@font-face Hacks

I’m going to make a bold prediction on the night before a certain web browser is scheduled gets an upgrade. @font-face (MDC) will change web design, but not just for typography. As I suggested a few days ago, to use a font on the web it needs to sit on a webserver so the browser can download it, hence the website is “distributing” the font. Licensing for many fonts doesn’t currently permit this, making @font-face for fonts somewhat problematic and hard to use… at least today.

Cool Trick!

Rule #1 of Steve Souders popular book “High Performance Web Sites” is simply:

Make Fewer HTTP Requests

That said, @font-face can be essentially as an image sprite by creating your own font with the glyphs you want. Unlike image sprites they aren’t hacky in nature requiring tricky coordinates, nor are they obnoxiously memory intensive (and a drag on mobile devices). Firefox also loads fonts last, so you can be assured it won’t slow down the rest of your page. They also degrade nicely for devices that don’t support them.

Of course this changes webdesign to use simpler icons and pick 1 color per glyph… but there are some pretty interesting enhancements for example the ability to scale. Fonts are designed to resize much better than an image.

The other caveat is that this can make your markup slightly ugly. However it’s not so bad when your building something in JavaScript. Consider for example implementing Pac-Man. Rather than a dozen images, or some complex sprite you can simply move <em>p</em> around. You can have quite a few glyphs in 1 font file.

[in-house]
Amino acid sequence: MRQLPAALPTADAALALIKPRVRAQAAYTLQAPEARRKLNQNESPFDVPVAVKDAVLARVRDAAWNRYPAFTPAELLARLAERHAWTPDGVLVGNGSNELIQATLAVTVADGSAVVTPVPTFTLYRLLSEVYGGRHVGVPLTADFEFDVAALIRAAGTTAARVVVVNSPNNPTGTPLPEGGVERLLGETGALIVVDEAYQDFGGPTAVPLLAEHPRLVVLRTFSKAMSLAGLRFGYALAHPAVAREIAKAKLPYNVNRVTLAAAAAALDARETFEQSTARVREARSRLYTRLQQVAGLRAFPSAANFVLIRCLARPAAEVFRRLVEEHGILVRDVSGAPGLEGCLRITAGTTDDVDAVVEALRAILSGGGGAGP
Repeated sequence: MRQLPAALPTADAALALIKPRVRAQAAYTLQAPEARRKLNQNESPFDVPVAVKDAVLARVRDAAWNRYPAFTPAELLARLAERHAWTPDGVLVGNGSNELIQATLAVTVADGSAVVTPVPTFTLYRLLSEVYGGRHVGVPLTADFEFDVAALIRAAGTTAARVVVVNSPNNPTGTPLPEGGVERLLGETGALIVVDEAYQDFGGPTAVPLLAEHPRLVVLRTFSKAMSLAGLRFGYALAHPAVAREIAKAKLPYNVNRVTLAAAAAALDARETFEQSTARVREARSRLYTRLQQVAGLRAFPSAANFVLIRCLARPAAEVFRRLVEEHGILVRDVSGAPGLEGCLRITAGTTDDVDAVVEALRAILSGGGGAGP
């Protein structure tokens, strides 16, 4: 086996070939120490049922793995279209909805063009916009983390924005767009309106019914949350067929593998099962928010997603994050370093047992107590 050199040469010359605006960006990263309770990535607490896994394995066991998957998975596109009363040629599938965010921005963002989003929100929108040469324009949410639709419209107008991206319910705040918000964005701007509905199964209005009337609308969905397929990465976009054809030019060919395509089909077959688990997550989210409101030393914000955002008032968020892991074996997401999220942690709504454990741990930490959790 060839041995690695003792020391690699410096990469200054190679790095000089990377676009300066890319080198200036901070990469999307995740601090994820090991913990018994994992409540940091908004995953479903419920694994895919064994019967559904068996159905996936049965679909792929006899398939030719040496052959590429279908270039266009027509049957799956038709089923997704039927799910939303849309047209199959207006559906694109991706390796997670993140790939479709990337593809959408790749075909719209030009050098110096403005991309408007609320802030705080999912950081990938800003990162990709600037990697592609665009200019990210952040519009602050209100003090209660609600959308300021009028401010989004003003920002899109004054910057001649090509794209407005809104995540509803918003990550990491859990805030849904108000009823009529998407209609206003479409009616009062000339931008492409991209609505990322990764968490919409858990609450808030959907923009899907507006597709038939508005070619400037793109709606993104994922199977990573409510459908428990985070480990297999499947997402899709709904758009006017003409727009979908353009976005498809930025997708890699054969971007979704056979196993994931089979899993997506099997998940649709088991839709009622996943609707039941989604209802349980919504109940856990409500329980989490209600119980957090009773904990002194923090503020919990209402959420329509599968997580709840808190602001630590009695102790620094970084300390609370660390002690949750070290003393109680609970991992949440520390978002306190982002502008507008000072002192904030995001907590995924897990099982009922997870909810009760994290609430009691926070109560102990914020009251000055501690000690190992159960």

Of course you can also use <canvas/> or a data: url to embed images, but IE doesn’t support <canvas/> and only recently started supporting data:. IE has supported OpenType (not TrueType) fonts since IE 4.

I’d be curious if anyone actually implements this and how well it works in practice. It’s not a true replacement for image sprites, but for a few cases, such as simple icons, it could actually do the trick.

Um What?

This trick can also be engineered to work against the way the web traditionally works. For example, I could create a ROT13‘d font or any other encoding I imagined. This essentially lets you remap the way characters are on the page, and the way they appear. For example on the page may appear:

<span class="rot13font">rknzcyr@qbznva.gyq</span>
<small><strong>Note:</strong> Do not copy/paste my email address</small>

That looks like a totally invalid address, but with a ROT13 font, you’d know what it is… though if you copy/paste it you’re going to get the encoded version. (I could in theory course engineer some JS to ROT13 the string). This also could deter some spam bots, which lore says have found ways around JS munging.


Moral of the story: @font-face can be fun for more than just typography. Cult of Helvetica be damned… all you typography geeks.

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5 Responses to “@font-face Hacks”

  1. dave says:

    I saw a similar trick, I can’t remember where, that replaced the name of companies with their logotype via font-face.

    They didn’t explain how they achieved it but I guessed that they were using a specially created font where each letter was blank, except for a single character used in the company name which was replaced with the whole logotype. By surrounding the name with a span and setting a font the text is replaced with the logo. Quite a neat, yet accessible and gracefully degrading, hack. The same thing could be used to add signatures.

  2. Charles says:

    Does font-face src support a data: url as this would allow local storage of the font and so a lot quicker?

  3. Robert says:

    @Charles: I did a blog post dedicated just to that topic

  4. eleg says:

    completely non-accessible for blind people!

  5. Lakeesha Nouri says:

    Unless you really plan it out, this is going being a tough. I am not trying to say do not do it, I am just saying your going to have to go all the way with it.

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